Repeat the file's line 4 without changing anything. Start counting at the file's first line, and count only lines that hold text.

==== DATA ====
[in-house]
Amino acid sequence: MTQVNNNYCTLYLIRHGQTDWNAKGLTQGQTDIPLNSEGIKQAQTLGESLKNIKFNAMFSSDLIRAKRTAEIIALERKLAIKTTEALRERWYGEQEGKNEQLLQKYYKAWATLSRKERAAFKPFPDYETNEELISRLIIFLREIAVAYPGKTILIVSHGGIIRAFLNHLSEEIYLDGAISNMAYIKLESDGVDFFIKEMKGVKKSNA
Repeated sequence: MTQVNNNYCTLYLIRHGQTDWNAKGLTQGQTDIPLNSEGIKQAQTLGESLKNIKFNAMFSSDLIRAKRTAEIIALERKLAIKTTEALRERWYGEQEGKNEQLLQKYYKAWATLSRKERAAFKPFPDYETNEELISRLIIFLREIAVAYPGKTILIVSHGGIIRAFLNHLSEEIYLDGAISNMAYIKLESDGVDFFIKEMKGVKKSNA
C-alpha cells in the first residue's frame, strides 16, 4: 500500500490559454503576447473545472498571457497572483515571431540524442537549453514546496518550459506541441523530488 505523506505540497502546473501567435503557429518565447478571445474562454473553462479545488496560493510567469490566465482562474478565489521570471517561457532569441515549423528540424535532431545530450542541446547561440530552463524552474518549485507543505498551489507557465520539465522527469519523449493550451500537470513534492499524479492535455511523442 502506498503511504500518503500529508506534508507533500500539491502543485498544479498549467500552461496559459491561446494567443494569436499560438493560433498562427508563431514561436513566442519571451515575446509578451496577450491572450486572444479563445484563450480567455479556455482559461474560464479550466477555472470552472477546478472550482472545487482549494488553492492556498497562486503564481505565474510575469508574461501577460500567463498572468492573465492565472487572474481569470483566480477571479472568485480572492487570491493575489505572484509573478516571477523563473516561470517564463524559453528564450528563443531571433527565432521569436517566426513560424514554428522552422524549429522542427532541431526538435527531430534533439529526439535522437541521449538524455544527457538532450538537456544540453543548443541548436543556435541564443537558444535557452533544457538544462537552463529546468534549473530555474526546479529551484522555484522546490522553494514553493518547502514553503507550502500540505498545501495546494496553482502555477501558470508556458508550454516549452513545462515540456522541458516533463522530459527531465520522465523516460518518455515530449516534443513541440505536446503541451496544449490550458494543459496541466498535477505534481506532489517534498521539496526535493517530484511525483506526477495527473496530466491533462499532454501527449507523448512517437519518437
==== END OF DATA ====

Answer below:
C-alpha cells in the first residue's frame, strides 16, 4: 500500500490559454503576447473545472498571457497572483515571431540524442537549453514546496518550459506541441523530488 505523506505540497502546473501567435503557429518565447478571445474562454473553462479545488496560493510567469490566465482562474478565489521570471517561457532569441515549423528540424535532431545530450542541446547561440530552463524552474518549485507543505498551489507557465520539465522527469519523449493550451500537470513534492499524479492535455511523442 502506498503511504500518503500529508506534508507533500500539491502543485498544479498549467500552461496559459491561446494567443494569436499560438493560433498562427508563431514561436513566442519571451515575446509578451496577450491572450486572444479563445484563450480567455479556455482559461474560464479550466477555472470552472477546478472550482472545487482549494488553492492556498497562486503564481505565474510575469508574461501577460500567463498572468492573465492565472487572474481569470483566480477571479472568485480572492487570491493575489505572484509573478516571477523563473516561470517564463524559453528564450528563443531571433527565432521569436517566426513560424514554428522552422524549429522542427532541431526538435527531430534533439529526439535522437541521449538524455544527457538532450538537456544540453543548443541548436543556435541564443537558444535557452533544457538544462537552463529546468534549473530555474526546479529551484522555484522546490522553494514553493518547502514553503507550502500540505498545501495546494496553482502555477501558470508556458508550454516549452513545462515540456522541458516533463522530459527531465520522465523516460518518455515530449516534443513541440505536446503541451496544449490550458494543459496541466498535477505534481506532489517534498521539496526535493517530484511525483506526477495527473496530466491533462499532454501527449507523448512517437519518437